Mastering Blues Guitar: Exploring Key Elements of Blues Guitar Playing

Many people set out to mastering Blues guitar once they realize that much of Rock music has its roots in the Blues. As Jack White — best known for his work with the White Stripes — put it in the recent guitar documentary “It Might Get Loud:”

The Blues is a musical style established by working people. In the American South, it evolved out of work marches. People would carry on working an eight-hour shift and then go to the bar or another restaurant where they would play work songs. Everyone would join in, and soon enough, people were up on stage singing, with audiences delighted.

Many people credit the Blues with the explosion of Rock n’ Roll.

Therefore, it’s not surprising that people would want to learn the Blues. Despite it being such an important part of music history, many people don’t do enough to really learn it.

However, one of the things that guitar players of all levels need to understand is the importance of understanding the chord structure of the Blues. Without this, it’s very hard to jam with other musicians, which is (as we observed earlier) important for beginners, as well as more advanced players.

Understanding the Blues Quickly:

Step 1. Have an understanding of the 12-bar blues, starting with the root chord and proceeding to the IV, V, and I progression.

Step 2. Pick a key to play in, and search for the I, IV, and V chords in that key.

Step 3. Isolate the tune, identify the chords, and listen to the rhythm if it’s a two-chord song, play the basic chords (I, IV, and V) and if it’s a four-chord song, add in the I, IV, and V chords.

Step 4. Invert the chord sequence, i.e. play I, IV, V in the key of F.

Tip: The first chord in any song is always the root chord. This is simply because it’s the easiest chord to form and improvise upon.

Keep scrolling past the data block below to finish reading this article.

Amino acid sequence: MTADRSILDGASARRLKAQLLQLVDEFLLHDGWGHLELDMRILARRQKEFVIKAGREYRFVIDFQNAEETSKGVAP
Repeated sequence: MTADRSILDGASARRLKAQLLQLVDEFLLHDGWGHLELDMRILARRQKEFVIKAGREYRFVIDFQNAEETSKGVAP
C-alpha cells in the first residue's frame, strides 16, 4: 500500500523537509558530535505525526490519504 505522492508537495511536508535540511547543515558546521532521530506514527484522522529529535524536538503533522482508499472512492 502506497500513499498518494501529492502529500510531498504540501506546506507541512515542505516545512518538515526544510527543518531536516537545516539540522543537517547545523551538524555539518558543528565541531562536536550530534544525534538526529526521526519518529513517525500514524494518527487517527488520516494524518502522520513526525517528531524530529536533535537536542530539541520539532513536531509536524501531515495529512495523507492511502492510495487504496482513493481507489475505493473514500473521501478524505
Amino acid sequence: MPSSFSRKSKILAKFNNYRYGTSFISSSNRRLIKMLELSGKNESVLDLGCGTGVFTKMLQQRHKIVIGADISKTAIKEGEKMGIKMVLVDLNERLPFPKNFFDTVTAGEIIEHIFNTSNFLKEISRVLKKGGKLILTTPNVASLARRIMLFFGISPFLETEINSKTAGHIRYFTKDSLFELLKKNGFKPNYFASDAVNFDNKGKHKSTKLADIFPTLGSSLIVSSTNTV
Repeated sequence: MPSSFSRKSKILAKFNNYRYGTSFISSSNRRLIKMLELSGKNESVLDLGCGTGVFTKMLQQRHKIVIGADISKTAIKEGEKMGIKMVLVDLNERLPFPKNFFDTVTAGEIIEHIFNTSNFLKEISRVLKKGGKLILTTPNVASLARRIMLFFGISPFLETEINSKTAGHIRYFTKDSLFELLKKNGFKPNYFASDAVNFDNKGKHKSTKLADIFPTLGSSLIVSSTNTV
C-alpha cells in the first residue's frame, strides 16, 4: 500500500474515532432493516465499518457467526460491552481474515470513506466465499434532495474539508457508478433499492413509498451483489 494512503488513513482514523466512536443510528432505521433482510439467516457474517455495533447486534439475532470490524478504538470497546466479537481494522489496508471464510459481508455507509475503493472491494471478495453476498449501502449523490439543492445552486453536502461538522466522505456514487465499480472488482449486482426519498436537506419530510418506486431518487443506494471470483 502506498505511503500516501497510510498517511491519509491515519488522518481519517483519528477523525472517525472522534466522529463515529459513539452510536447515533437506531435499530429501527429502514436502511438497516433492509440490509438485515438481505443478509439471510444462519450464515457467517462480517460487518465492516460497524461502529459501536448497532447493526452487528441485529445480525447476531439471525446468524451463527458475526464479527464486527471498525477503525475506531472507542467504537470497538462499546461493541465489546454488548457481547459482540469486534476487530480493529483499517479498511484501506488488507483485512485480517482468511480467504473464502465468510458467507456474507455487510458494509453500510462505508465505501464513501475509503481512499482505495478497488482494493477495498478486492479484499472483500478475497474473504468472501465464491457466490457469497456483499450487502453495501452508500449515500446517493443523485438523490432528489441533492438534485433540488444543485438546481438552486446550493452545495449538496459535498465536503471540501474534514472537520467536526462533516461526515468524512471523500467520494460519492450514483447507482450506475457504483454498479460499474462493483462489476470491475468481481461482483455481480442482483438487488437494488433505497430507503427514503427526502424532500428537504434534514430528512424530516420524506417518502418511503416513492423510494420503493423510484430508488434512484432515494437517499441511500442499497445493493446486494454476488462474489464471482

Step 5. extend the playing length of the I, IV, and V chords. This will allow more time for harmonic development and will result in a more interesting song.

The I, IV, and V chords set the tempo for the rest of the chords, and these are the fundamentals of an I, IV, V Blues progression.

The I, IV, and V chords set the tempo for the rest of the chords, and these are the fundamentals of an I, IV, V Blues progression. More discussion on this subject about the blues progression and the I, IV, and V chords are given in the DVD “The Blues Beats”.

Finger Memory:

Within the key of C, you can play the I, IV and V chords of the key of C with fingers. This is known as a CAGED method. Practice these chords quickly, practicing one chord change after another. This is the secret to playing great-sounding guitar. It will allow you to master the 12-bar blues, which is the basic progression of most blues songs.

With CAGED, you can form the chord progression for anything. This secret is easy to learn but will set you up for longevity.

Blues Chord Progressions:

1.Learn the I, IV and V chords of the key of C.

2.Know how to play all the different variations of a C chord.

3.Practice G, Em and D, the different chords that you can form from these.

4.By this point, you know that the Blues I, IV and V chords are all major chords.

5.Now you can form the blues I, IV and V chords from the major chords.

generated in C

intermediates and inversions of the C triads (C6, C7 and C11)

Blues I, IV and V chords progression:

C6 | C7 | C11 | F6 | F7

The structure of the blues I, IV and V chords is: I (I7), IV (IV7), I (I7), V (V7)

ol’ fashion ’til I die:

C6, C7 and C11 are the three blues I, IV and V chords. The other two are F6, F7 and C11. Practice changing between these chords.

Blues Guitar Licks: Why Blues Music Is Dark And Mean:

The meaning of Blues music and how it has impacted our culture can be various. One of the reasons why the Blues differs from the other is that it is more melancholic. This means that the Licks will reflect a certain mood of the Song, whether it is happy or sad.